Degree(s): BJ '94 (News-Editorial)
What do you do in your current job?
I do freelance writing, editing, photography, and online content. I work for a dozen or so magazines and websites, I ghost-blog, I build my own websites that generate income, and I write books. Most of my work is in the area of boats and travel, but I also take on passion projects about subjects that interest me, including dogs. My ninth book, “Little Boy Blue: A Puppy’s Rescue from Death Row and His Owner’s Journey for Truth,” was named best pet book in America by ForeWord Reviews after it came out in 2012. My tenth book is due out in autumn 2015 from Lyons Press. It’s going to be about the global industry of buying and selling dogs.
What do you like best about your job?
I am either out working in an exotic place on a luxury yacht, or I am editing and writing in my sweats out of my home office. I was on a 120-foot motor yacht that was built for the king of Spain, for example, for one of my stories. I have traveled to about 40 different countries and islands for assignments. The more exotic places include Fiji, Galapagos, Thailand, the Maldives, Brazil, and Alaska. Photos from some of my stories are at www.kimkavin.com.
Your work has received prestigious awards. Are there any that you are particularly proud of?
The 2005 Arlene for Magazine Articles is especially meaningful. This is a specialty award from the American Society of Journalists and Authors for an article that makes a difference in the community. The winning article was titled, “The Crisis Cops,” published in Northeast, the Sunday magazine of The Hartford (Conn.) Courant. The article describes the dramatic difference specially trained police Crisis Intervention Teams (CITs) can make to people suffering from mental illness. My reporting prompted the governor of Connecticut to announce $2 million in state and federal funding to create CITs in four of the state’s largest cities.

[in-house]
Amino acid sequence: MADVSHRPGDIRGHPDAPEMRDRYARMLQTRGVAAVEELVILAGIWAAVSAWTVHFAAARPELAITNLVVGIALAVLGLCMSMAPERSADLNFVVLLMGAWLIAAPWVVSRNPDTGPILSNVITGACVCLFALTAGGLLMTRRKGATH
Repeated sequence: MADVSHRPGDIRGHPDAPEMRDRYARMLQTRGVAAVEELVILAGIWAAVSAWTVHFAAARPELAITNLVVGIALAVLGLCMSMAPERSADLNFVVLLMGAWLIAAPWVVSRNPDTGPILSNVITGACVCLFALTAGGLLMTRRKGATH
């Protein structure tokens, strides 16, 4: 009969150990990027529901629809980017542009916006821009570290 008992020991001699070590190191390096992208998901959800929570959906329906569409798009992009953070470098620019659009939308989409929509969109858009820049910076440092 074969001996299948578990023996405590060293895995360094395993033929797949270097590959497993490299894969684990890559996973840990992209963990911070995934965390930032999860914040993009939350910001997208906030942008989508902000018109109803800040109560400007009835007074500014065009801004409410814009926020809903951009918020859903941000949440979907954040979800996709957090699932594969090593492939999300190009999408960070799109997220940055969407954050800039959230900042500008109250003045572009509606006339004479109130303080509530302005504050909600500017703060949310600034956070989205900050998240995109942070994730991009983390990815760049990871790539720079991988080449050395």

How did you get your job?
I worked at several different publications out of college and eventually was promoted to night metro editor at a daily paper. I learned about an opportunity with Yachting magazine; they had an opening for an executive editor position. I knew nothing about yachts at the time, but my resume showed that I came from a good school, had experience running a staff, and had good journalism experience. Most of the staff then had lots of boating experience, but little journalism experience. They agreed to teach me about yachts, and I agreed to teach the non-journalism staff about journalism. After working there for a little more than three years I realized I could make just as much money doing the same thing working out of my home, so I decided to freelance.
What are you working on currently?
I spend a lot of time making content for www.CharterWave.com, which I built in 2006. It’s won several awards now for editorial excellence and has a monthly readership that rivals many of the world’s premier megayacht magazines. In my spare time, I train for sprint-distance triathlons. I’m trying desperately to beat my younger sister across the finish line just one stinking time!
When did you know you wanted to be a journalist?
I was six years old and in the first grade. I noticed in a book we were given to read that words were spelled wrong. I took it up to my teacher and she helped me a write a letter to the publisher. Everyone in our class got free text books and sunglasses from them. I was a six-year-old and already copy-editing; it was just something I was good at.
What are your recommendations and advice for current students?
Study everything you can; you will use it. I’ve used communication law knowledge, management skills, photography, marketing, writing and advertising in my career. Take every class you can. Focus on one thing, but have a finger of knowledge on everything.
What is the greatest lesson you learned at the Missouri School of Journalism?
Be the go-to person; be the one who knows how to get things done at the end of the day.
Updated: November 7, 2011